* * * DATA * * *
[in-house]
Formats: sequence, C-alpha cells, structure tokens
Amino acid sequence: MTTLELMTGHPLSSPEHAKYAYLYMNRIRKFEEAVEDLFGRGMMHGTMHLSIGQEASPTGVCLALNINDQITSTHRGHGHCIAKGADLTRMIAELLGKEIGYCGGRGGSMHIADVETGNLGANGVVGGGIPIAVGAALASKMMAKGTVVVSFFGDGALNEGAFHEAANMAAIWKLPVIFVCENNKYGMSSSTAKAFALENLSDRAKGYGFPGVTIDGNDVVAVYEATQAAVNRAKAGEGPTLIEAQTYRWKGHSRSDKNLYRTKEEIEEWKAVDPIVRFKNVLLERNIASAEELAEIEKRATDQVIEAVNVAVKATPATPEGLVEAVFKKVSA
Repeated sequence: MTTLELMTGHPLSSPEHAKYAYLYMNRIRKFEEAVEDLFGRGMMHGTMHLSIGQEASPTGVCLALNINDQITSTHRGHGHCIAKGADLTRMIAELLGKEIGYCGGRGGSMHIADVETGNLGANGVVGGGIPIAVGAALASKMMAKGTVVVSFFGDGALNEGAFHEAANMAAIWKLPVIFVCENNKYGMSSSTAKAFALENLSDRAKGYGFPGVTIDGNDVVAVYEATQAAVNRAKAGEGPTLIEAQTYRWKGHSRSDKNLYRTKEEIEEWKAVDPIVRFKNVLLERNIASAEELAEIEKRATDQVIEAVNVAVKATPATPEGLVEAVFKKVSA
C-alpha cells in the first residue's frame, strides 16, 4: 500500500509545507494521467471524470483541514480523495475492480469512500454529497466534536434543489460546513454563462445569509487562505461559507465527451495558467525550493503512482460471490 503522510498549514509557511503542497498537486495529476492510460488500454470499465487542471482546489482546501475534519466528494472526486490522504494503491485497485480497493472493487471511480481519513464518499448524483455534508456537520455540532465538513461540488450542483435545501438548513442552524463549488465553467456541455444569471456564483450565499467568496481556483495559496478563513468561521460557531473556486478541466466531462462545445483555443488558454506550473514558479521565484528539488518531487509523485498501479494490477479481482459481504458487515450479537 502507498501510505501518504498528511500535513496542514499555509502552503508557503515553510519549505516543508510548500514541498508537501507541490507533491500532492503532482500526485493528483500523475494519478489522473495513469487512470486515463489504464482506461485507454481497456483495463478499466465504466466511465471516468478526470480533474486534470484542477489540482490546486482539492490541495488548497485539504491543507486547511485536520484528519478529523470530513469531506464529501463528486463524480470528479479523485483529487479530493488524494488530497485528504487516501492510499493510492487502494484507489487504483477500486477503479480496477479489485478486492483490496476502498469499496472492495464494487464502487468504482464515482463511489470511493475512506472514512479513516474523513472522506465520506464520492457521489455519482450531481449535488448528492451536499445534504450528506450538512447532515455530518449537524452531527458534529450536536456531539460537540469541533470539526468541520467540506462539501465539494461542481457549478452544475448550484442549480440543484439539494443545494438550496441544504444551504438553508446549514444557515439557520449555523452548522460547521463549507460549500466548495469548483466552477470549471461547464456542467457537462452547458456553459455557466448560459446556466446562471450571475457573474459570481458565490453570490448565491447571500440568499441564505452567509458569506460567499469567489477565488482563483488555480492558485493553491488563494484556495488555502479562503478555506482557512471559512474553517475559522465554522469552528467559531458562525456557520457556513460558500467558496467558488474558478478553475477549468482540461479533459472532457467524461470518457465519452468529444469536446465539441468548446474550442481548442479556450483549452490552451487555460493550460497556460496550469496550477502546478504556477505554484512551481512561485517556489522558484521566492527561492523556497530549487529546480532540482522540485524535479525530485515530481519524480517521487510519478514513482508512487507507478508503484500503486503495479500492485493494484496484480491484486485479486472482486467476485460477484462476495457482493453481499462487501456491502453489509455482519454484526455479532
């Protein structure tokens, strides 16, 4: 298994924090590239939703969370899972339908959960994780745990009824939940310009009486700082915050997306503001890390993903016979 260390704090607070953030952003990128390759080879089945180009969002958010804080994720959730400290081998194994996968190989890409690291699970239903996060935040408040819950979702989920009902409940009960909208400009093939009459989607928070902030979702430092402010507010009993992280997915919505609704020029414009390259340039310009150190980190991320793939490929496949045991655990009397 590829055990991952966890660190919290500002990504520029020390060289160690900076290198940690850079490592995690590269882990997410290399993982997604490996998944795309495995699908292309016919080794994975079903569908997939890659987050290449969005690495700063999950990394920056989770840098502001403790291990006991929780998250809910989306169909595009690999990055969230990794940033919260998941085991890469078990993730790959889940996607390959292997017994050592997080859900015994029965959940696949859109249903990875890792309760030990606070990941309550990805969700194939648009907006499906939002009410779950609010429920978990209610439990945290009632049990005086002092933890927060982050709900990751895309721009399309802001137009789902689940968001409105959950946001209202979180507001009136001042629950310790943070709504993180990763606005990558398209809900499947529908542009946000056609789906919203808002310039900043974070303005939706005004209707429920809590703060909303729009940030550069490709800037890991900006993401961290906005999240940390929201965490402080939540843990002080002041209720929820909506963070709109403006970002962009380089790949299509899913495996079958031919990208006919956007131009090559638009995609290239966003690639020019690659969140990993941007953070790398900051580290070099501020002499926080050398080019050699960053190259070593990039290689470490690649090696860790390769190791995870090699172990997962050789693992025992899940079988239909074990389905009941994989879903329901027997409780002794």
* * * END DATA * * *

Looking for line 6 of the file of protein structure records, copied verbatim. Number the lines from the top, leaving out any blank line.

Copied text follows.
């Protein structure tokens, strides 16, 4: 298994924090590239939703969370899972339908959960994780745990009824939940310009009486700082915050997306503001890390993903016979 260390704090607070953030952003990128390759080879089945180009969002958010804080994720959730400290081998194994996968190989890409690291699970239903996060935040408040819950979702989920009902409940009960909208400009093939009459989607928070902030979702430092402010507010009993992280997915919505609704020029414009390259340039310009150190980190991320793939490929496949045991655990009397 590829055990991952966890660190919290500002990504520029020390060289160690900076290198940690850079490592995690590269882990997410290399993982997604490996998944795309495995699908292309016919080794994975079903569908997939890659987050290449969005690495700063999950990394920056989770840098502001403790291990006991929780998250809910989306169909595009690999990055969230990794940033919260998941085991890469078990993730790959889940996607390959292997017994050592997080859900015994029965959940696949859109249903990875890792309760030990606070990941309550990805969700194939648009907006499906939002009410779950609010429920978990209610439990945290009632049990005086002092933890927060982050709900990751895309721009399309802001137009789902689940968001409105959950946001209202979180507001009136001042629950310790943070709504993180990763606005990558398209809900499947529908542009946000056609789906919203808002310039900043974070303005939706005004209707429920809590703060909303729009940030550069490709800037890991900006993401961290906005999240940390929201965490402080939540843990002080002041209720929820909506963070709109403006970002962009380089790949299509899913495996079958031919990208006919956007131009090559638009995609290239966003690639020019690659969140990993941007953070790398900051580290070099501020002499926080050398080019050699960053190259070593990039290689470490690649090696860790390769190791995870090699172990997962050789693992025992899940079988239909074990389905009941994989879903329901027997409780002794």